Ulwahn: I would say —and I would do the famous 99.9 percent thing — it would work because we have the dedicated 1,000-plus colleagues that make it happen. And I think a large part, we’re doing this manually today. We need to do more automation going forward. But there is a team monitoring these things and making sure it makes sense that it works.
Skift: OK, for the first half of the fiscal year 2022, TUI Musement lost 25.5 million euros, which was a vast improvement from the first half of 2021.
Ulwahn: It’s a loss because of the winter season. The winter season in Europe is the low season. And the summer season is the high season, even though it’s balanced with the Caribbean business, which isn’t fully back. For the European perspective, it has a bigger impact. I think in a normal year with the Caribbean and Asia being back and also having the cruise lines, it would be a better balance. ‘
Skift: Do you expect to get Musement to profitability by the summer?
Ulwahn: So TUI Musement is actually profitable already. We have the EAT (Excursions, Activities and Tours) business, we have the transfers part, and we also have the multi=day tours part, and we sell to TUI and we sell to B2B business. So B2B is cruise lines. B2B is also the OTAs that we have collaboration with, like Booking.com. And we also have tour operators TUI is roughly 50 percent and the B2B is roughly 50 percent.
Skift: So you are partners with Booking.com and Trivago. What about GetYourGuide and Tripadvisor/Viator? Are they on your wish list?
Ulwahn: I would say, depending on how we look at it. They are competitors and in some respects they could also be customers. And some aspects, they could also be suppliers. So, yeah, depending on what and how we want to do it. We are launching this program now of own product. So, I think one of the differences compared to GetYourGuide is because we come from the operators side, that’s our DNA. If you look at sun and beach, 66 percent of our products that we sell actually we operate ourself, which is a difference compared to Viator and GetYourGuide. So in that aspect, we’re more of a product company.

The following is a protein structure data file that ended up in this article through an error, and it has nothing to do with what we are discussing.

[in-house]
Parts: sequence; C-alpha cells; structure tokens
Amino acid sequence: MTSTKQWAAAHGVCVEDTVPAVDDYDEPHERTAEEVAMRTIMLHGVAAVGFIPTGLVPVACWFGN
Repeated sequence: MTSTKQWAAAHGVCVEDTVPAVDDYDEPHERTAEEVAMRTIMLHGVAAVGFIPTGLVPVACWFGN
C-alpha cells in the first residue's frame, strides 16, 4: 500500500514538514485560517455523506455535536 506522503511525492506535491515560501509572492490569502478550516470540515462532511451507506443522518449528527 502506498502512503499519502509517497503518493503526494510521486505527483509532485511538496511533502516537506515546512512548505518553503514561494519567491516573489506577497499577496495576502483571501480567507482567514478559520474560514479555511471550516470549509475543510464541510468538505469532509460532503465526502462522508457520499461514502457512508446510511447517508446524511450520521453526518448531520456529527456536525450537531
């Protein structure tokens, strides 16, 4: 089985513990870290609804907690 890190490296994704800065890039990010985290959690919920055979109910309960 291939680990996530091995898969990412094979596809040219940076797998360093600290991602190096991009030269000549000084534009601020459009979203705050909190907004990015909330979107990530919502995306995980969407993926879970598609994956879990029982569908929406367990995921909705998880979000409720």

Skift: Give me an example of a typical tour that you operate.
Ulwahn: I would say all the island tours in Greece, for example, I think that would be the most visual one. So, a tour customer or a Booking.com customer come to Rhodes. We take them for the big island tour around the island of Rhodes. Well, it’s our own bus. We take them to the restaurant that we have done. It’s our own guides. We sell it under the brand TUI Collections. So it’s designed by us, operated by us, and fulfilled by our teams as well. And it’s sold to any of the channels.
Skift: GetYourGuide is doing their own tours, as well, right?
Ulwahn: I know that they’ve been experimenting a bit with that, and I assume that is attractive. The reason why we do it is that you capture part of the product margin, of course. So, that’s how we are profitable in that aspect. So if you control both part of the product and the distribution, then of course it is easier. So, we can see that they’ve been doing some things mostly in cities. We’ve been doing this for a long time and have a bigger space. So, I think we are seven times bigger in terms of own products in that perspective.
Skift: Seven times bigger than Get Your Guide?
Skift: Is the Musement as a brand fading? How do you view that?
Ulwahn: No, the Musement is the brand for the OTA parts in some countries, the Musement brand is still really strong. The Musement brand is a distribution brand and is not in the destinations.
Skift: So you’re background is as a product guy. Or part of your background. So what kind of new products do you envision for TUI and TUI Musement?
Ulwahn: I mean, the focus we have on TUI Musement right now is to enhance the portfolio and especially under the TUI Collection brand. So we know for a fact that when customers goes into the tours and activity space, they must see things. They can accept to have hotel that is OK-ish. But the once in a lifetime experience has to be really good. We use a lot of insights, both from the 10 million customers that we have, in terms of product innovation, but also the operational data we have. You will hear more from us.
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Photo credit: Peter Ulwahn, the new CEO of TUI Musement, is trying to build the tours and activities brand, TUI Collections.